The game doesn't end there though.  You can buy booster packs of ten cards each, which allow you to create new characters, new weapons and armor, and new abilities.  There are chase cards and rare cards of course, and building a large deck of great variety will obviously help you win consistently.  But using your head is still necessary.

When you go beyond the basic game, you'll find some fascinating possibilities.  The rules allow for  taking cover and terrain differences that can effect your attacks, tactics like a sneak attack, jumps, or dashing, and the ability to vary the outcome of an attack based on how you have posed your action figure.  There are even Arena cards which describe how to set up boxes, mats or other play areas to complicate the game.

The instructions say to start with the basic rules, and once mastered, add in Exceptions, Tactics and finally Modes.  By giving a set of good basic rules and then building on them, the game will continue to interest kids as they gain more experience and understanding. Now on to the figures themselves!

Packaging - **1/2
The packaging is pretty basic, and although the back of the card gives some idea what it's all about, it doesn't really get the full game potential across.  It's a problem for them I'm sure - it's hard to explain such a complex and intricate game on such a small cardback.

But since the packaging isn't really the center piece here, and the utilitarian nature of the cards is pretty understandable.

Sculpting - ***
The head sculpts on all three characters are pretty basic, and very simplistic.  The sculpting on the accessories and bodies though is better, and the level of sculpting seems to match the play emphasis.

Accessories - ****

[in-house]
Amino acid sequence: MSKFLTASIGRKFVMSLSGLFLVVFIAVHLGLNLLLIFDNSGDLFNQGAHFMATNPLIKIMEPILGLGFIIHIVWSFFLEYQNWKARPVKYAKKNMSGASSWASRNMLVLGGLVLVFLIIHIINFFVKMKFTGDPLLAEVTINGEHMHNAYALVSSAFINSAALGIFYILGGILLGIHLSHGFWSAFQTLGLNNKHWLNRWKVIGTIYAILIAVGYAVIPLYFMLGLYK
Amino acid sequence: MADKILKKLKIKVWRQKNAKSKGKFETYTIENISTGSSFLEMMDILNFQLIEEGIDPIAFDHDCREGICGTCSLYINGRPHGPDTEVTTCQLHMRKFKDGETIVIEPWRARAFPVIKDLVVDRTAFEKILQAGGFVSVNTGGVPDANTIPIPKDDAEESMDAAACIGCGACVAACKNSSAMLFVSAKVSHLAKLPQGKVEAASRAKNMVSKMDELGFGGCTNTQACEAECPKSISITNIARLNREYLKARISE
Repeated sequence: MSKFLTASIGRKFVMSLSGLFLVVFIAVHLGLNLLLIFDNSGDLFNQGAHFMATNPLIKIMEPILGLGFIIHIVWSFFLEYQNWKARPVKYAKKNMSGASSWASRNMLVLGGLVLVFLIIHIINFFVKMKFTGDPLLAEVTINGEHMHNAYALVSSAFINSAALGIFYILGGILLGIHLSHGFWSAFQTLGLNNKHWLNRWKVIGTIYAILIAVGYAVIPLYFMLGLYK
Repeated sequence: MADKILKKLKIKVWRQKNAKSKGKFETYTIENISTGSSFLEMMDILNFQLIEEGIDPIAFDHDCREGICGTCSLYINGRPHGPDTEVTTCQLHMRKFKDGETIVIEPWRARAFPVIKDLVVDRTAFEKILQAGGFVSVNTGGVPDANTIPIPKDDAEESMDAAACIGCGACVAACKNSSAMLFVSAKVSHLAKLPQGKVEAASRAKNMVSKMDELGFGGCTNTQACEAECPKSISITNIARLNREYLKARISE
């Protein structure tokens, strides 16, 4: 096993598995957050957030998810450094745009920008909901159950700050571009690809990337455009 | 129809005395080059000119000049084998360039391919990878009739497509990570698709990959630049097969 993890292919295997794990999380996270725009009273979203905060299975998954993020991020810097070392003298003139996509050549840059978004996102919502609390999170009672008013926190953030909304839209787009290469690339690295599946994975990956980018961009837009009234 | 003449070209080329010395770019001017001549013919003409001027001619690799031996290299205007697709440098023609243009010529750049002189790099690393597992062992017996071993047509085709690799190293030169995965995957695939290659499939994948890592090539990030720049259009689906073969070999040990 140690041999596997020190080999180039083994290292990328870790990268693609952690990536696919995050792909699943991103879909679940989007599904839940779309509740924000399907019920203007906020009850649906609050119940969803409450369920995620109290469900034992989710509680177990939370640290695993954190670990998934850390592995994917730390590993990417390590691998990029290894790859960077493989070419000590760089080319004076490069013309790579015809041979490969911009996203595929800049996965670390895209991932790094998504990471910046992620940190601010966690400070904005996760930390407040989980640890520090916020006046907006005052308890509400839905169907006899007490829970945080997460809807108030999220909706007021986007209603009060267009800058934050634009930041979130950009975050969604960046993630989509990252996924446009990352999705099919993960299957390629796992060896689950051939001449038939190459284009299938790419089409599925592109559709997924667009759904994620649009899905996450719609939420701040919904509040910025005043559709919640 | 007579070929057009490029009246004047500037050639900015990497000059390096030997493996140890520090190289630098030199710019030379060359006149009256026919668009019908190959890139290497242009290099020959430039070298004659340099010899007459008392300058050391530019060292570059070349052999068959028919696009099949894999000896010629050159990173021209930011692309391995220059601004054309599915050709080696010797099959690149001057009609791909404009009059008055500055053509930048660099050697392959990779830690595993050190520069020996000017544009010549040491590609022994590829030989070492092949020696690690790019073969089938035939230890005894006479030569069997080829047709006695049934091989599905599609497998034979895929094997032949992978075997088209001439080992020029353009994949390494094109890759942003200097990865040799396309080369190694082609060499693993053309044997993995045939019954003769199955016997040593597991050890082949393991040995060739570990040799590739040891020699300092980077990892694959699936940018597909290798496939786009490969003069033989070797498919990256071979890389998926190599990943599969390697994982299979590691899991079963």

As I mentioned, each character comes with 8 pieces of 'zGear', which includes armor and weapons.  The armor fits well, and the figures hold the weapons perfectly.

Each character has a pair of boots, a chest plate, helmet and some sort of backpack.  There are also two hand weapons, and at least one weapon that attaches to the outside of the figure's arm.

Paint - ***1/2
The paint ops on the bodies and accessories are great.  The only negative here is on the faces.  The paint work there is both simplistic, and a bit rough on the figures I have.  But overall the ops were very good.

Articulation - ***1/2
These figures stand about 5" high, and have great articulation for that scale.

All figures have neck, ball jointed shoulders, cut biceps, elbows, ball jointed hips, knees, and cut joint thighs.  The joints are tight, and the figures can hold a ton of poses extremely well.

Since the stance you place the character in can effect they game play, this articulation was crucial, and they've done a great job here.

Value - ***
I haven't found these at a retailer yet - they are hot off the press.  But the price of the figures directly from the site is $14.95 each.  I'm betting that they'll be a couple bucks cheaper than that at retail stores, and considering the figure and game together, you're getting a pretty good deal.

Figure Overall - ***
The figures are nice, with great articulation, and excellent design.  The price is a little high for just the figure though, so if you're not interested in the game, you'll find better deals out there.

Game and Figure Overall - ***1/2
While the figures are pretty good, it's really in conjunction with the game that the whole package shines.

If you are a Magic player, and are looking for a way to get your kids or younger siblings interested in that type of mental challenge, I think Z-G is an excellent idea.

And while you're at it, you just may want to try it yourself - you might be surprised how much fun you'll have playing with toys again.


Figure from the collection of Michael Crawford